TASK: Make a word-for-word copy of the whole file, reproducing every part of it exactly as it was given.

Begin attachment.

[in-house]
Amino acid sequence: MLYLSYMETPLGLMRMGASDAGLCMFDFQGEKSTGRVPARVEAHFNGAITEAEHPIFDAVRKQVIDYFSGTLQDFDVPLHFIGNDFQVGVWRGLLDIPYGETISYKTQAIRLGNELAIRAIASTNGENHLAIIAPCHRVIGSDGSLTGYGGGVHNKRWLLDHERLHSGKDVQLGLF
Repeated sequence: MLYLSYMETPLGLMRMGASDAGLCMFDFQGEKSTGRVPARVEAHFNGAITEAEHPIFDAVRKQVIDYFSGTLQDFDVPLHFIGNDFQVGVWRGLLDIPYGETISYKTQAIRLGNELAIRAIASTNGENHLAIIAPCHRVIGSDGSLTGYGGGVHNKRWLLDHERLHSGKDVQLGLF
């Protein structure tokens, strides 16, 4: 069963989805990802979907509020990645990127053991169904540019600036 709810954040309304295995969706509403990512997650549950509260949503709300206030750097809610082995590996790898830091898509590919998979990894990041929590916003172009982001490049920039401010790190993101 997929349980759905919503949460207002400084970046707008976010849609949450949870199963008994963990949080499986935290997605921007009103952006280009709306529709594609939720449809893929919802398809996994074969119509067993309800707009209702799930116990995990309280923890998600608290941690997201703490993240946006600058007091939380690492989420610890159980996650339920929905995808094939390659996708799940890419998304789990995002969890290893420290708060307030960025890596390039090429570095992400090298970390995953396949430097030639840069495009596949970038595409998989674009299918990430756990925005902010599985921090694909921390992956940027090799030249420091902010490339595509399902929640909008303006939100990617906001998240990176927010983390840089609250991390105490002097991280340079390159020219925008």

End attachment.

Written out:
[in-house]
Amino acid sequence: MLYLSYMETPLGLMRMGASDAGLCMFDFQGEKSTGRVPARVEAHFNGAITEAEHPIFDAVRKQVIDYFSGTLQDFDVPLHFIGNDFQVGVWRGLLDIPYGETISYKTQAIRLGNELAIRAIASTNGENHLAIIAPCHRVIGSDGSLTGYGGGVHNKRWLLDHERLHSGKDVQLGLF
Repeated sequence: MLYLSYMETPLGLMRMGASDAGLCMFDFQGEKSTGRVPARVEAHFNGAITEAEHPIFDAVRKQVIDYFSGTLQDFDVPLHFIGNDFQVGVWRGLLDIPYGETISYKTQAIRLGNELAIRAIASTNGENHLAIIAPCHRVIGSDGSLTGYGGGVHNKRWLLDHERLHSGKDVQLGLF
């Protein structure tokens, strides 16, 4: 069963989805990802979907509020990645990127053991169904540019600036 709810954040309304295995969706509403990512997650549950509260949503709300206030750097809610082995590996790898830091898509590919998979990894990041929590916003172009982001490049920039401010790190993101 997929349980759905919503949460207002400084970046707008976010849609949450949870199963008994963990949080499986935290997605921007009103952006280009709306529709594609939720449809893929919802398809996994074969119509067993309800707009209702799930116990995990309280923890998600608290941690997201703490993240946006600058007091939380690492989420610890159980996650339920929905995808094939390659996708799940890419998304789990995002969890290893420290708060307030960025890596390039090429570095992400090298970390995953396949430097030639840069495009596949970038595409998989674009299918990430756990925005902010599985921090694909921390992956940027090799030249420091902010490339595509399902929640909008303006939100990617906001998240990176927010983390840089609250991390105490002097991280340079390159020219925008």